Standard HDDs still have a few tricks up their sleeve it seems. A research team in France has come up with a way to double the areal density of hard drives by creating “3D towers” to store data. This discovery could lead to a number of HDD improvements to maintain their place in the market for years to come.

The research team’s concept to achieve a 2-bit-per-dot media involves stacking in-plane and perpendicular-to-plane magnetic media atop each dot, which will produce the shape you see above (left image). The current platter surface (image on the right side above) currently use dots as the separate storage nodes. Areal density of our believed HDDs usually involves increasing the number of nanodots, while this approach increases the data each dot can hold.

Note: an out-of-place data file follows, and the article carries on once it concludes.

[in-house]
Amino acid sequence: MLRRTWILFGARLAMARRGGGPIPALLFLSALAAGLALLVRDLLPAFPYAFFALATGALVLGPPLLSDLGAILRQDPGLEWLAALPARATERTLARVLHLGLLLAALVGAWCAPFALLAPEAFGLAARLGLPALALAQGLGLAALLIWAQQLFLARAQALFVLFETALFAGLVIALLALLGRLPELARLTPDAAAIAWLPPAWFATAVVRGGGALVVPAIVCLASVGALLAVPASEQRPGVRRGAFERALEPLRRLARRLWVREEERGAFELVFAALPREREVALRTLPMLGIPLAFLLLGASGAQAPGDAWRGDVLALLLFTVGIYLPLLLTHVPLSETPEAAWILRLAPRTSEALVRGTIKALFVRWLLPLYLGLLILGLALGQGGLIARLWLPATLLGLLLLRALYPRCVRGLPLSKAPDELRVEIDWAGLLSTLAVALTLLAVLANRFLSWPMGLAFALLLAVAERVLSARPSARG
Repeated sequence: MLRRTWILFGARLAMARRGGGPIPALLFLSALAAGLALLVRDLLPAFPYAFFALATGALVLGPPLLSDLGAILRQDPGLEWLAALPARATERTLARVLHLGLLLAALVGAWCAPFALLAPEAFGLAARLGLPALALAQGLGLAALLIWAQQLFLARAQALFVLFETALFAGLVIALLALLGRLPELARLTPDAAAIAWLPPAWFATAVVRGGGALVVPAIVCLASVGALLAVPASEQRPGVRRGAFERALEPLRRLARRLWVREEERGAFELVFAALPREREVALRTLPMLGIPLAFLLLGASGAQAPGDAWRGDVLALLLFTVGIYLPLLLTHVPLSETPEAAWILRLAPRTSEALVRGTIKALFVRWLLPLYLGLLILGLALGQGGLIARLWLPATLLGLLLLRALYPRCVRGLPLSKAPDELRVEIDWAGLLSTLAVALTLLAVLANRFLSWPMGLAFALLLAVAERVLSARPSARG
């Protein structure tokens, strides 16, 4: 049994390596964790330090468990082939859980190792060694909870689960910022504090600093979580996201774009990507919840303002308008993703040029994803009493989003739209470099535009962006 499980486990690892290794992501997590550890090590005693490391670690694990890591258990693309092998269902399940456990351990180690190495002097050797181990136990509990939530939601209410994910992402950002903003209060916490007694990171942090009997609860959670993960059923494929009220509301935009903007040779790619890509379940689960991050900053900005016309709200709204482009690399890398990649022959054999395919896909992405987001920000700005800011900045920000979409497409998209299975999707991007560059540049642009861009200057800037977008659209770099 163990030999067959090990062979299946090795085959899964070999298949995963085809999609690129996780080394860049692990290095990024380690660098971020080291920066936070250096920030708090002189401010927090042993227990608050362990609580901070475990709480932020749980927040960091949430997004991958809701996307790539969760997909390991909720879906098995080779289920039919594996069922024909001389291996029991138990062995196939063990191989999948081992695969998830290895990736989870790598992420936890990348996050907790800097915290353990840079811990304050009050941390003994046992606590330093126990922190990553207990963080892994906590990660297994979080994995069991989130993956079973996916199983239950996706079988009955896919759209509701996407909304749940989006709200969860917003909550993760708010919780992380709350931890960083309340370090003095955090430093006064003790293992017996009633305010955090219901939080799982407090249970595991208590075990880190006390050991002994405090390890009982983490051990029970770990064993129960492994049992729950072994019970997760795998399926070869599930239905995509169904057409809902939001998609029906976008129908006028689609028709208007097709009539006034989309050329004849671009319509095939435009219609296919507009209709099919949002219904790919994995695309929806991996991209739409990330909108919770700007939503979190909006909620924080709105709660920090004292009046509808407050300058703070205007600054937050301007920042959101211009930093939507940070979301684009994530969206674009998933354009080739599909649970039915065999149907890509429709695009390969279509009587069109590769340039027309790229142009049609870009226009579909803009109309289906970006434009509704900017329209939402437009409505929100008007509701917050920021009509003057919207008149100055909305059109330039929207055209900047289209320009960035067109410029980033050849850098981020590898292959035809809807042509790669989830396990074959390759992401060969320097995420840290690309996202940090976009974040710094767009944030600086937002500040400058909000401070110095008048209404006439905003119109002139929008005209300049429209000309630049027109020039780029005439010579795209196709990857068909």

If these 3D towers do come close to the predicted 100% increase in areal density, we will gain two things. The first is obviously we will get much larger storage drives for each of the standard size HDD’s (3.5″, 2.5″, and 1.8″). We should also see huge performance increases for mechanical HDDs due to the amount of data read theoretically doubling per rotation.

The questions now are how hard is this to implement, and how long will it take to be added to mass production techniques? I don’t want something like this ending up like HRD’s (hard rectangular drives) where it just takes too long to get to market. Maybe this new technique in density increase could help HRDs become a reality, as I believe they can only have one platter.

Source: TG Daily

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